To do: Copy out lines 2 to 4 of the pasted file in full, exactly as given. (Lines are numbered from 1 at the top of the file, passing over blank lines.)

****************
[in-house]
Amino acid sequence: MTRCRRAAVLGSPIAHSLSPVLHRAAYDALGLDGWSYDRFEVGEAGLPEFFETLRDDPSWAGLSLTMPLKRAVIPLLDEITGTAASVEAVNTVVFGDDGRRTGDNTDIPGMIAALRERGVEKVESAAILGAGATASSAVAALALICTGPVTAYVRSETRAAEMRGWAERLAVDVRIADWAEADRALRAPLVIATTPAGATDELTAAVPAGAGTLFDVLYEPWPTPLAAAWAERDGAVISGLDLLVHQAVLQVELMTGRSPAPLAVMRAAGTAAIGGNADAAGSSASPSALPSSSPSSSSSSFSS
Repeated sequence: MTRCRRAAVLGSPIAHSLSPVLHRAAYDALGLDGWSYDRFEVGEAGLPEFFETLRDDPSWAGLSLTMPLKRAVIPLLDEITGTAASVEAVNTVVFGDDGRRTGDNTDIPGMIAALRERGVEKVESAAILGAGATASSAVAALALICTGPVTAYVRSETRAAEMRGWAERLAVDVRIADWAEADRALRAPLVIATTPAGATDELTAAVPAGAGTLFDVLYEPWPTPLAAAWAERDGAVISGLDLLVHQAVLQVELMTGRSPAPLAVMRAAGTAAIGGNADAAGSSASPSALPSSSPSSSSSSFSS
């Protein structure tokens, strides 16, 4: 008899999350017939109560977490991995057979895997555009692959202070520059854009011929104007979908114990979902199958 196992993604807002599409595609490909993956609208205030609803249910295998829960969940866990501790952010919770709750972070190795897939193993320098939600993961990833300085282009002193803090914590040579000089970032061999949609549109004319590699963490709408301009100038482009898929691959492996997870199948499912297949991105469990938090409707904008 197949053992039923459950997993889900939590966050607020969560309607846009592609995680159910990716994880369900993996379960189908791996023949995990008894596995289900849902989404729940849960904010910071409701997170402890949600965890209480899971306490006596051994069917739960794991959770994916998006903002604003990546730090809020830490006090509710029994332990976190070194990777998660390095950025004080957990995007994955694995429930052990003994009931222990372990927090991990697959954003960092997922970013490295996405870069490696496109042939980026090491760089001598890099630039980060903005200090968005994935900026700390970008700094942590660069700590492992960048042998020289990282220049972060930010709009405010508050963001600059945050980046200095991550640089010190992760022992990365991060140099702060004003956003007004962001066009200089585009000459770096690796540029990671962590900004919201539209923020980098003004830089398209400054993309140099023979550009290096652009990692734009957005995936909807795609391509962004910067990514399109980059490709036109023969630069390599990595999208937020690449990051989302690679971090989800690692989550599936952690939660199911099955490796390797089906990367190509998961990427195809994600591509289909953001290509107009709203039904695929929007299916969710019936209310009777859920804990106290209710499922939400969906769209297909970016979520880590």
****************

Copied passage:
Amino acid sequence: MTRCRRAAVLGSPIAHSLSPVLHRAAYDALGLDGWSYDRFEVGEAGLPEFFETLRDDPSWAGLSLTMPLKRAVIPLLDEITGTAASVEAVNTVVFGDDGRRTGDNTDIPGMIAALRERGVEKVESAAILGAGATASSAVAALALICTGPVTAYVRSETRAAEMRGWAERLAVDVRIADWAEADRALRAPLVIATTPAGATDELTAAVPAGAGTLFDVLYEPWPTPLAAAWAERDGAVISGLDLLVHQAVLQVELMTGRSPAPLAVMRAAGTAAIGGNADAAGSSASPSALPSSSPSSSSSSFSS
Repeated sequence: MTRCRRAAVLGSPIAHSLSPVLHRAAYDALGLDGWSYDRFEVGEAGLPEFFETLRDDPSWAGLSLTMPLKRAVIPLLDEITGTAASVEAVNTVVFGDDGRRTGDNTDIPGMIAALRERGVEKVESAAILGAGATASSAVAALALICTGPVTAYVRSETRAAEMRGWAERLAVDVRIADWAEADRALRAPLVIATTPAGATDELTAAVPAGAGTLFDVLYEPWPTPLAAAWAERDGAVISGLDLLVHQAVLQVELMTGRSPAPLAVMRAAGTAAIGGNADAAGSSASPSALPSSSPSSSSSSFSS
């Protein structure tokens, strides 16, 4: 008899999350017939109560977490991995057979895997555009692959202070520059854009011929104007979908114990979902199958 196992993604807002599409595609490909993956609208205030609803249910295998829960969940866990501790952010919770709750972070190795897939193993320098939600993961990833300085282009002193803090914590040579000089970032061999949609549109004319590699963490709408301009100038482009898929691959492996997870199948499912297949991105469990938090409707904008 197949053992039923459950997993889900939590966050607020969560309607846009592609995680159910990716994880369900993996379960189908791996023949995990008894596995289900849902989404729940849960904010910071409701997170402890949600965890209480899971306490006596051994069917739960794991959770994916998006903002604003990546730090809020830490006090509710029994332990976190070194990777998660390095950025004080957990995007994955694995429930052990003994009931222990372990927090991990697959954003960092997922970013490295996405870069490696496109042939980026090491760089001598890099630039980060903005200090968005994935900026700390970008700094942590660069700590492992960048042998020289990282220049972060930010709009405010508050963001600059945050980046200095991550640089010190992760022992990365991060140099702060004003956003007004962001066009200089585009000459770096690796540029990671962590900004919201539209923020980098003004830089398209400054993309140099023979550009290096652009990692734009957005995936909807795609391509962004910067990514399109980059490709036109023969630069390599990595999208937020690449990051989302690679971090989800690692989550599936952690939660199911099955490796390797089906990367190509998961990427195809994600591509289909953001290509107009709203039904695929929007299916969710019936209310009777859920804990106290209710499922939400969906769209297909970016979520880590």